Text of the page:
1) Was it a smart strategic move to bury the body at sea? The story is that this was done so that people wouldn't have a grave to rally around, but do you see this as potentially backfiring by further angering the Fundamentalist Muslim country? If you *do* think it will anger them, do you see that as a reason not to do it?

2) On a more general note, do you think that the US has any sort of moral obligation to bury our enemies in a way that is respectful of their culture and traditions?

Any other thoughts that you have on the subject....

Rivergallery's picture
Joined: 05/23/03
Posts: 1301

1- burial at sea is traditionally done for military members as well as combatants killed. I watched a burial at sea not long ago in a documentary done in wwII it was ceremonial and reverent.. even for those that were enemies.

It doesn't matter how the body was dealt with they would have been angery about how it was done. Not sure if it is a real Muslim issue, or just these extremists have an issue with it. I don't know enough about the religious beliefs to say if they are just saying it to say it.

2- I think burial at sea is normal seen as respectful.. I would realy need proof it wasn't I do not think we have an obligation to do so.. We do have an obligation to follow a golden rule of sorts.. not desecrate bodies.. drag through streets etc.

Spacers's picture
Joined: 12/29/03
Posts: 4103

"Alissa_Sal" wrote:

1) Was it a smart strategic move to bury the body at sea? The story is that this was done so that people wouldn't have a grave to rally around, but do you see this as potentially backfiring by further angering the Fundamentalist Muslim country? If you *do* think it will anger them, do you see that as a reason not to do it?

2) On a more general note, do you think that the US has any sort of moral obligation to bury our enemies in a way that is respectful of their culture and traditions?

Any other thoughts that you have on the subject....

To the bolded, what I've heard in my very limited internet time today (damned real work getting in the way of pg.org again!) is that no country that the U.S. contacted was willing to accept bin Ladin's body. The implication was certainly that they didn't want the trouble that would come along with it. But I haven't seen anything to suggest that the sole purpose was to prevent his supporters from having a grave to enshirine.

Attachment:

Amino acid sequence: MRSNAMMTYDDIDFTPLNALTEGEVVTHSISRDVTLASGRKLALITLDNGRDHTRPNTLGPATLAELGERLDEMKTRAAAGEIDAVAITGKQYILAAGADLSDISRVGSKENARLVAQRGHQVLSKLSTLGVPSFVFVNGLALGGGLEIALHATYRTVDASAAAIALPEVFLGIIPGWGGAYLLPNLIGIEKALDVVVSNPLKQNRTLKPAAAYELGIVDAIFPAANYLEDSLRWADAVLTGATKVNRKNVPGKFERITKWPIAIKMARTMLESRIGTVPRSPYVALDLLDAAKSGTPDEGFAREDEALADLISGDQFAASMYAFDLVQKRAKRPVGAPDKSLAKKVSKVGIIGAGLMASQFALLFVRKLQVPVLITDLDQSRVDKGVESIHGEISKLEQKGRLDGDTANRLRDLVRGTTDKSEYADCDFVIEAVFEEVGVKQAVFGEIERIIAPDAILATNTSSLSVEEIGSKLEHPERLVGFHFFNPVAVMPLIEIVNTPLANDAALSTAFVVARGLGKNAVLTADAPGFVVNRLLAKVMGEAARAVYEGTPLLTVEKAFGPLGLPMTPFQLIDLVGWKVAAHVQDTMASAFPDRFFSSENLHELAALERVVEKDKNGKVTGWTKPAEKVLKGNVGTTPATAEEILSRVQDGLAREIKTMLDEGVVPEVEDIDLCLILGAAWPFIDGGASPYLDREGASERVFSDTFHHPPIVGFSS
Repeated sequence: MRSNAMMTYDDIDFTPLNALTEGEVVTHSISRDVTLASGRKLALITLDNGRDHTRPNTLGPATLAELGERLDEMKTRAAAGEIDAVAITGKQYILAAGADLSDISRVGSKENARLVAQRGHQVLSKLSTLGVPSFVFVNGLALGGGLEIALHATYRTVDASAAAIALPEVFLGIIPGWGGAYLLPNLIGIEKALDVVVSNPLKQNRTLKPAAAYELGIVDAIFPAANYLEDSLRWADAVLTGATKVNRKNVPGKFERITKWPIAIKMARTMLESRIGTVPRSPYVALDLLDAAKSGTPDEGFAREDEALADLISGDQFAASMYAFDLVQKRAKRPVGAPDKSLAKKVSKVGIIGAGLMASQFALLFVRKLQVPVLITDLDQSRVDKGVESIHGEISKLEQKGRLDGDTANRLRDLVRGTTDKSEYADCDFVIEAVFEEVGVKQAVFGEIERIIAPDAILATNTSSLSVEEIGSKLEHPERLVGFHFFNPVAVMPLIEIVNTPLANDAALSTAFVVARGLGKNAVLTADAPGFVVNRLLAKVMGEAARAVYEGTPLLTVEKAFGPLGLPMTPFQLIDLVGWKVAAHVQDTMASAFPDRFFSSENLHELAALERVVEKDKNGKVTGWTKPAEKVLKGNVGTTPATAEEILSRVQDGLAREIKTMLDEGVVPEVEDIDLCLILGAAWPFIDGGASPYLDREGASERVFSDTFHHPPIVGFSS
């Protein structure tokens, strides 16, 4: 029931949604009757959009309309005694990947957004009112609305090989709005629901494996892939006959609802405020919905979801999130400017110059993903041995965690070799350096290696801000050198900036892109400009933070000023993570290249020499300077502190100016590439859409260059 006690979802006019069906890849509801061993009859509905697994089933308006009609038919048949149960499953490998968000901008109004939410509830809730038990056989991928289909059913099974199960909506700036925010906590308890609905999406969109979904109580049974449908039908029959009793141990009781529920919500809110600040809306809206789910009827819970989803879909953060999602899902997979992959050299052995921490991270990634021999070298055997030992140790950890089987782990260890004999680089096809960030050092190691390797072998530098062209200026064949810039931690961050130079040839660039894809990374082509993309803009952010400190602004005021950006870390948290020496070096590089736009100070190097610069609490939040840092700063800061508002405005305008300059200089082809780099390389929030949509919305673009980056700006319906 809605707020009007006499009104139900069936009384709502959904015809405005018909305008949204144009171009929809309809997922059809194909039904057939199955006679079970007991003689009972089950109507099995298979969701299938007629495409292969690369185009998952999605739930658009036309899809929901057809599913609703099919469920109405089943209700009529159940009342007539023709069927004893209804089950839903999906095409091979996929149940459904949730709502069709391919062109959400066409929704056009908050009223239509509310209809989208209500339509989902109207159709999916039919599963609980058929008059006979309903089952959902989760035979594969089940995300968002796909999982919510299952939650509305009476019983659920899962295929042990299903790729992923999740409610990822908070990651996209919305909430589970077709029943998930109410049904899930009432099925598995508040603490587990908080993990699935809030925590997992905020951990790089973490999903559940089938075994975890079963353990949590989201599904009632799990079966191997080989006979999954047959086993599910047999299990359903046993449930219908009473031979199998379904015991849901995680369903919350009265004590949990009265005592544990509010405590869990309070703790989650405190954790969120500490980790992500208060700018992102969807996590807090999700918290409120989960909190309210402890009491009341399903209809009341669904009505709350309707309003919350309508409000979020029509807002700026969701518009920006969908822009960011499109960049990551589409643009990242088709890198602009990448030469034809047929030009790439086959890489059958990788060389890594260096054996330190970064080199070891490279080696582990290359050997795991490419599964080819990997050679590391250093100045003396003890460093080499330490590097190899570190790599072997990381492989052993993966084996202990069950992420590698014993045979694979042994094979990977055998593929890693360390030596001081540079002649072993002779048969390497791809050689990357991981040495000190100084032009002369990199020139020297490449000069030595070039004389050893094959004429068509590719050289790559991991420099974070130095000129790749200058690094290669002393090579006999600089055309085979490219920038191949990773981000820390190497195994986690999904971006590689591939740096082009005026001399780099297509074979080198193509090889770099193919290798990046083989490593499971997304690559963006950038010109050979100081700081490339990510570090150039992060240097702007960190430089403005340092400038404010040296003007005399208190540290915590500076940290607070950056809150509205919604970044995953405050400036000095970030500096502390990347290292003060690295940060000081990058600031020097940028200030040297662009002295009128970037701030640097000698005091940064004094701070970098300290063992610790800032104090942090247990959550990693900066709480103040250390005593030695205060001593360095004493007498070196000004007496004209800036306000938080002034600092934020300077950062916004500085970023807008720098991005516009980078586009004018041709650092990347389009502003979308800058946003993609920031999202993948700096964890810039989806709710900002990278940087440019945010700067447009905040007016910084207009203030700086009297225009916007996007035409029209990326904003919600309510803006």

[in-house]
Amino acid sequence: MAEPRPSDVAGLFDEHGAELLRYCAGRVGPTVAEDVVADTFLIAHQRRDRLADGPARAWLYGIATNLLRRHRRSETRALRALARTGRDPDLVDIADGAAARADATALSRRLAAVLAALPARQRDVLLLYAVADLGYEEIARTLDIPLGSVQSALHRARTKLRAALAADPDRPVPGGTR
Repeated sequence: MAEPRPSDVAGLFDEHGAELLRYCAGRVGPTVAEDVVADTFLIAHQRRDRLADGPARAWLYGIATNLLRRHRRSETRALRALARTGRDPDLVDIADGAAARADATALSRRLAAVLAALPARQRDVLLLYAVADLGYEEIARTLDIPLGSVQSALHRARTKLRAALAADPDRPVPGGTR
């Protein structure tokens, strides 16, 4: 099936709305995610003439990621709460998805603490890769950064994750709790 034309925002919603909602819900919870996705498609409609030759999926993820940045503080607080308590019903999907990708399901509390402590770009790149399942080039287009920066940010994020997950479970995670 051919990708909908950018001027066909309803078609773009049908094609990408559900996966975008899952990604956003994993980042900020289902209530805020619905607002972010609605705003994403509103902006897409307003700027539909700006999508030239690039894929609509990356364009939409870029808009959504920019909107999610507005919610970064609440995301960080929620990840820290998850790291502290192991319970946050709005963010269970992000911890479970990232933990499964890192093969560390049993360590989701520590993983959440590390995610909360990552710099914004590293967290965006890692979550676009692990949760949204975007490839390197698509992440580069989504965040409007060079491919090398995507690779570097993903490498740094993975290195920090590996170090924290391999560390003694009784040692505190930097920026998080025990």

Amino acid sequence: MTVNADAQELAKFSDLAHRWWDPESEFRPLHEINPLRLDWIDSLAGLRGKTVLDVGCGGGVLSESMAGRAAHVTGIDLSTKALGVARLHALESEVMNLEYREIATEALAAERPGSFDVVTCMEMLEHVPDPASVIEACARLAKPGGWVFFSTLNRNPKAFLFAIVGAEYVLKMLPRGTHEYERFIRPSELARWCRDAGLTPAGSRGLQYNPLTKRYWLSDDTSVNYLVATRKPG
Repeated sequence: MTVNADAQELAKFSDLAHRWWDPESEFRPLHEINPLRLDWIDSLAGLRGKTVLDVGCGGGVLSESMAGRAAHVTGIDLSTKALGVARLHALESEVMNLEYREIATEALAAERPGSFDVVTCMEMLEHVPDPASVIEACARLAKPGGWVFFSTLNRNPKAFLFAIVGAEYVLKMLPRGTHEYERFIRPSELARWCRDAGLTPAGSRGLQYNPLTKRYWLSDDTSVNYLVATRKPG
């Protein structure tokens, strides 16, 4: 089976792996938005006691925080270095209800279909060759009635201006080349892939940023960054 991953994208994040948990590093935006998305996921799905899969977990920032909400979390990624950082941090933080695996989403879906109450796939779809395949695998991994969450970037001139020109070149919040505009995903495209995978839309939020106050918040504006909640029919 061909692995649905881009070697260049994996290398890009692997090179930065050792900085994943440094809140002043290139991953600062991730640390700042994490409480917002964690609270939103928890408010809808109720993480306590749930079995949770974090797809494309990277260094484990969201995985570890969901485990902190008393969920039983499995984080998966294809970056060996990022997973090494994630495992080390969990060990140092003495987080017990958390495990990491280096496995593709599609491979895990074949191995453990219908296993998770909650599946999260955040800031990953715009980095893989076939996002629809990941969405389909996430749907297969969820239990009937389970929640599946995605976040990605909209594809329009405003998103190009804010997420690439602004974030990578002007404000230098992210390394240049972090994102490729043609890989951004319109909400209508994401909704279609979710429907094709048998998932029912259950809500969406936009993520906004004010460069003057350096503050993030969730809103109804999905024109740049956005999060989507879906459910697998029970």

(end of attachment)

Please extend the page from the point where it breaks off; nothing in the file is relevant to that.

Burial at sea is acceptable in Islam, "If it is feared that an enemy may dig up the grave and exhume the dead body and amputate its ears or nose or other limbs, it should be lowered into sea, if possible, as stated in the foregoing rule." It's also against Islamic rules to bury a Muslim in a non-Muslim cemetery, or in any disrespectful way or place. Seeing that most people, even in Arab countries, consider him a hated enemy, I can see how burial on land could be an issue under Islamic law.
http://www.al-islam.org/laws/burial.html

While I don't consider bin Ladin to be deserving of respect in any way, I do think that generally we should consider other cultures' beliefs & traditions when dealing with their dead, whether they are enemies or not. I was watching "The Civil War" a week or so ago and am thinking about how Confederate women washed the bodies of the Union soldiers and kept them sheltered away from the sun until they could be picked up. That's the right thing to do. Someone died, and they deserve a certain amount of respect whether you like them or agree with them or hate their guts.

GloriaInTX's picture
Joined: 07/29/08
Posts: 4116

I think it was a good solution, they will never be happy with what we did no matter what.

Did he deserve it? Absolutely not, especially since our soldiers were mutilated, burned and dragged behind a truck, before they were booby trapped with grenades for the ones trying to recover their bodies.
http://www.cbsnews.com/stories/2006/09/23/iraq/main2036227.shtml

But I am ok with it because I feel it was for our benefit not his, and shows that we are more honorable than they were. We can feel good about the fact that our military at least attempted to do the right thing instead of acting like animals.

Joined: 05/31/06
Posts: 4780

This one twists me all up. I don't even know what to say.

I mean, we KILLED HIM DEAD, on purpose, so the idea of respecting the person you just intentionally killed seems weird to me, you know?

I'm glad he's dead and all (I guess?) but, like, if someone hurt my kid and I went and intentionally killed them I would not give a rats *** what happened to their body or what their religion wanted, because I would assume that their religion probably wanted me to not kill them in the first place, and I already had usurped that whole bit, so who cared about the body, you know?

I mean, after murder, does PC matter much?

Did we worry about it to mollify his fellow crazies? Nothing will mollify them.

I don't know. I have no idea. Its all in the "super weird" file in my head.

Rivergallery's picture
Joined: 05/23/03
Posts: 1301

Spacers thanks for some accurate information on mainstream Islamic rules Smile